In addition, Nike has identified key areas where they can ‘add value’ to the community experience – simple things like providing a ‘goal’ or ‘challenge’ area to keep members of Nike+ motivated and driving towards a target. There is also a virtual coach that will guide you towards a tailored program to achieve the goal that you have set for yourself – be it a marathon, half marathon, or simply shedding a few pounds and increasing their commitment to fitness.
Finally, they have focused on a key partnership with a technology giant that everyone recognizes – Apple. By pairing the iPod and Nike+ the community is able to download coaching sessions and workout song mixes directly from iTunes to help power them through their next session. Hat tip to Nike for recognizing what’s important to their running/fitness community and providing them with the tools that keep them coming back for more. Through this, they’ve built a following to their site that is very loyal and returns regularly to contribute to, and gain from, a community experience.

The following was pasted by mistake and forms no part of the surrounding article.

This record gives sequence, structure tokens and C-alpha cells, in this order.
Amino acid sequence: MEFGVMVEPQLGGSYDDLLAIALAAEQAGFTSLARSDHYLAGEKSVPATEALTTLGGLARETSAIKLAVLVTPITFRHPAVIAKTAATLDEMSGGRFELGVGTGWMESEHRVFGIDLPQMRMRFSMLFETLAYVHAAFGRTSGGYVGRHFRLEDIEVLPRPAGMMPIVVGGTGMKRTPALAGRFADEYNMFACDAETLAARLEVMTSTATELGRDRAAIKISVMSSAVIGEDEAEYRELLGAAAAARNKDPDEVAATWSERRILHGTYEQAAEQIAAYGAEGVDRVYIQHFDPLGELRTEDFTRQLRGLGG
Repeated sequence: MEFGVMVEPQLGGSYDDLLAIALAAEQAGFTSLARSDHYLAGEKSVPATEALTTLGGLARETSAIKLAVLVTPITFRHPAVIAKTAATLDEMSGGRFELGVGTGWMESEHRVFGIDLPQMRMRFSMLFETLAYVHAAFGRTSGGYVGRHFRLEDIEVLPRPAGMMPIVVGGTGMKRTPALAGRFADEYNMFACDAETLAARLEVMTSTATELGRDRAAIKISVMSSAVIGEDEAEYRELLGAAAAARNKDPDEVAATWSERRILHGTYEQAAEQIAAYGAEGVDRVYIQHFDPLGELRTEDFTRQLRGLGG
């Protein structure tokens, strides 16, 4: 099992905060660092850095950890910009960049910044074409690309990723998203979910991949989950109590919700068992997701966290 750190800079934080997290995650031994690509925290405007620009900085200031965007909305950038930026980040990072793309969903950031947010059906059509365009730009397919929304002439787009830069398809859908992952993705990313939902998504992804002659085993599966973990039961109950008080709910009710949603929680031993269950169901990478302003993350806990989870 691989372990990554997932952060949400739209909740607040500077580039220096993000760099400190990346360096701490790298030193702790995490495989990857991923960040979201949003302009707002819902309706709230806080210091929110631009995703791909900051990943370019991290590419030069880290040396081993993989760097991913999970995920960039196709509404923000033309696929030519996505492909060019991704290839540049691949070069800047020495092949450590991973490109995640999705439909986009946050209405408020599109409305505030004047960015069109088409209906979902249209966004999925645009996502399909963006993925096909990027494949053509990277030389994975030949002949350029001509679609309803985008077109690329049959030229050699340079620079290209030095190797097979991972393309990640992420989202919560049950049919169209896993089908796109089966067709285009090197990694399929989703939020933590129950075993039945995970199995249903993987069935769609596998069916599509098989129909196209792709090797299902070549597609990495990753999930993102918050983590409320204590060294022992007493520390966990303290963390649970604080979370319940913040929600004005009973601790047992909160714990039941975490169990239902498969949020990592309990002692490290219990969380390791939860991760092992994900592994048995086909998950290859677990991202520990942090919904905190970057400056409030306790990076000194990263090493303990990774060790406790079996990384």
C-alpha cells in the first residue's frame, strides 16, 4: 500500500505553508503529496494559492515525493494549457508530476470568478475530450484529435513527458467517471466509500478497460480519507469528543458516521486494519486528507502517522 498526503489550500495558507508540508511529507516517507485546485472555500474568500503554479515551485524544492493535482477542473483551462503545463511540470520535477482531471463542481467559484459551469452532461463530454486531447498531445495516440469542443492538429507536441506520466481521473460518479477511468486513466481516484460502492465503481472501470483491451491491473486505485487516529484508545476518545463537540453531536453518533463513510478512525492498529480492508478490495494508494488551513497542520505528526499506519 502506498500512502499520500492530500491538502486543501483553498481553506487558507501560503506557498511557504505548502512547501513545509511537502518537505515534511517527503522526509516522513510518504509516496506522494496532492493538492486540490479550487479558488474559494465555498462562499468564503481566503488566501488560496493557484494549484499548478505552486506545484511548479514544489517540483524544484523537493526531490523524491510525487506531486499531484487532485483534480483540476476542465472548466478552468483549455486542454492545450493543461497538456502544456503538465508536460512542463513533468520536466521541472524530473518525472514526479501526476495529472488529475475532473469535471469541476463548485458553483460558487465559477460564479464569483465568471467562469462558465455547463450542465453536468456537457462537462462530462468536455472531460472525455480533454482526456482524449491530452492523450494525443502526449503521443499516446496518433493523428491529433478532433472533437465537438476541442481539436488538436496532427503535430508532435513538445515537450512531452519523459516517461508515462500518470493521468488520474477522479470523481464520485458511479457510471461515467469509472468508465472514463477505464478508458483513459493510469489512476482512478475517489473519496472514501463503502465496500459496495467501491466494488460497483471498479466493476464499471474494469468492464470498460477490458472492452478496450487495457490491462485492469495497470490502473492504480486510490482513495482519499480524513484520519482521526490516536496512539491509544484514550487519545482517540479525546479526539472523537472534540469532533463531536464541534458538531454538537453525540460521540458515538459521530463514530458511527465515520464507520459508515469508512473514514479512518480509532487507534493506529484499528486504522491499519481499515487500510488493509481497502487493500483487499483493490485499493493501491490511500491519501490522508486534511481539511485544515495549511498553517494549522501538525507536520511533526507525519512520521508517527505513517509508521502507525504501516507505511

Evian exploits the ‘Babies are good hucksters‘ mantra in their newest ad spot. I’d like to see a head to head battle between the Evian Babies and the E*TRADE pitchman…although that could get a little creepy. Hat tip to Evian – pretty creative and memorable spot.
According to the latest report from Forrester, Social Media Marketing will hit an annual spend of $3.1 Billion by 2014, making it the fastest growing marketing segment in the mix. Analyst Shar VanBoskirk makes a great point in the report summary:
“…the most interesting takeaway from the research is that overall advertising budgets will decline. Yep. With dollars moving out of traditional media toward less expensive and more efficient interactive tools, marketers will actually need less money to accomplish their current advertising goals.”
There must be some wood behind this social media arrow….I’m just sayin’…